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Example:

I wouldn't call what I feel happiness, but (rather) an ongoing acceptance of unhappiness.

Should I include the word rather? (Or replace but with it?)

  • You can say it with "but" alone, with "rather" alone, or with "but rather". – Tᴚoɯɐuo Jan 22 '15 at 13:50
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Yes, you can very well include "rather" in this sentence, with/without replacing "but".

"Rather" stands for "better" or "more" in comparative contexts like this. So you can use it wherever these words are applicable.

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  • That is not the meaning of rather as used in the example. – user3169 Jan 22 '15 at 17:26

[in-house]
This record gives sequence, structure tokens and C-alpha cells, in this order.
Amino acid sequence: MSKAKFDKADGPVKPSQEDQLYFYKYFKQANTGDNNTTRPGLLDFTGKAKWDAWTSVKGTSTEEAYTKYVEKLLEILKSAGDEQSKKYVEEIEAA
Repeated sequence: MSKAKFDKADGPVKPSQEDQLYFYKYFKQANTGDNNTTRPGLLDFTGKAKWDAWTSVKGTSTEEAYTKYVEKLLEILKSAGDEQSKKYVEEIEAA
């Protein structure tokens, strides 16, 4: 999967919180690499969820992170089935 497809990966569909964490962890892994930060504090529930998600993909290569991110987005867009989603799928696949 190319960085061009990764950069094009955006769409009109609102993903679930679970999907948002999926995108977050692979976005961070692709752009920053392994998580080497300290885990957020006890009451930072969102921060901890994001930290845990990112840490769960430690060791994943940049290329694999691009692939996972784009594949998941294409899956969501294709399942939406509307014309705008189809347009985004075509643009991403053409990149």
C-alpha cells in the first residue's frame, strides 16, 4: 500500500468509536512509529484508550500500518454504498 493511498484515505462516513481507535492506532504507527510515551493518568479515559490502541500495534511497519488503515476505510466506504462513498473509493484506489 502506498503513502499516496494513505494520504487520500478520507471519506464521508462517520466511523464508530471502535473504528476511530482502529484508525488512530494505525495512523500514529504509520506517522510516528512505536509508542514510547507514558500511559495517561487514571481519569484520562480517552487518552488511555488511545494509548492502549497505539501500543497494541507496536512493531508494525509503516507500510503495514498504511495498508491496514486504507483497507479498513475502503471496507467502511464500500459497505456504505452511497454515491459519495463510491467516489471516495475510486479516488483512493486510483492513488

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The meaning in your example for rather is sense 5:

5) on the contrary; quite conversely ⇒ "not a help, rather a hindrance"

The meaning is similar to but, however using but tends to exclude the previous phrase.

I told you not to do that, but you did it anyway.

When using rather, this exclusion is not so distinct.
You are not saying the first phrase is wrong, but that there might be some middle ground between them.

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